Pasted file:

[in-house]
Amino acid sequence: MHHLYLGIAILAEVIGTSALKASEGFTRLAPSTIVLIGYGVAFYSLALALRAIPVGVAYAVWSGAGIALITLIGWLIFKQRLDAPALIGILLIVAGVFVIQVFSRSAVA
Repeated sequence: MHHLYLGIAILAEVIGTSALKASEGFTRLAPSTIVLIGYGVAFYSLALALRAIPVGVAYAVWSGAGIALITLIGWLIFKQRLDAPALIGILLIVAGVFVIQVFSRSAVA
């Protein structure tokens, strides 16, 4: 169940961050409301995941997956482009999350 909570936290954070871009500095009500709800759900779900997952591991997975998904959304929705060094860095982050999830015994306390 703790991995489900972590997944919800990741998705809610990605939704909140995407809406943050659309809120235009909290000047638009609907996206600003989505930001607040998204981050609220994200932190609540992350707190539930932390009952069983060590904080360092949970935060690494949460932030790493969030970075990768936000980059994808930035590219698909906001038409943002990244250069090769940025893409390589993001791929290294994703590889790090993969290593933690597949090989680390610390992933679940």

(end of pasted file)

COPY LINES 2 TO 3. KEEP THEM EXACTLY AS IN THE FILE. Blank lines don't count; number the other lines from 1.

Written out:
Amino acid sequence: MHHLYLGIAILAEVIGTSALKASEGFTRLAPSTIVLIGYGVAFYSLALALRAIPVGVAYAVWSGAGIALITLIGWLIFKQRLDAPALIGILLIVAGVFVIQVFSRSAVA
Repeated sequence: MHHLYLGIAILAEVIGTSALKASEGFTRLAPSTIVLIGYGVAFYSLALALRAIPVGVAYAVWSGAGIALITLIGWLIFKQRLDAPALIGILLIVAGVFVIQVFSRSAVA